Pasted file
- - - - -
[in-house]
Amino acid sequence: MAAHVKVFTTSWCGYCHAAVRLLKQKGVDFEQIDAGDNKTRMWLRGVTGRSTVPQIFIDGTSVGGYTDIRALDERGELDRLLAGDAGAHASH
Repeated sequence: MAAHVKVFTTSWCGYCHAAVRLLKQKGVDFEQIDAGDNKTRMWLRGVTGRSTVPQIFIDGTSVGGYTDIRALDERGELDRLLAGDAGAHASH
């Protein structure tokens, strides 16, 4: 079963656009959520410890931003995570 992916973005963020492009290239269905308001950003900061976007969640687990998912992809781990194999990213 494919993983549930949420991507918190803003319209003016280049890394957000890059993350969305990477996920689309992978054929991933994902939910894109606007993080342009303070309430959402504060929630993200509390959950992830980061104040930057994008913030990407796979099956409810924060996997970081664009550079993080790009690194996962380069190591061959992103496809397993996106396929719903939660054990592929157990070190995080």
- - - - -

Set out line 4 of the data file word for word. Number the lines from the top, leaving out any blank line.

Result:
């Protein structure tokens, strides 16, 4: 079963656009959520410890931003995570 992916973005963020492009290239269905308001950003900061976007969640687990998912992809781990194999990213 494919993983549930949420991507918190803003319209003016280049890394957000890059993350969305990477996920689309992978054929991933994902939910894109606007993080342009303070309430959402504060929630993200509390959950992830980061104040930057994008913030990407796979099956409810924060996997970081664009550079993080790009690194996962380069190591061959992103496809397993996106396929719903939660054990592929157990070190995080």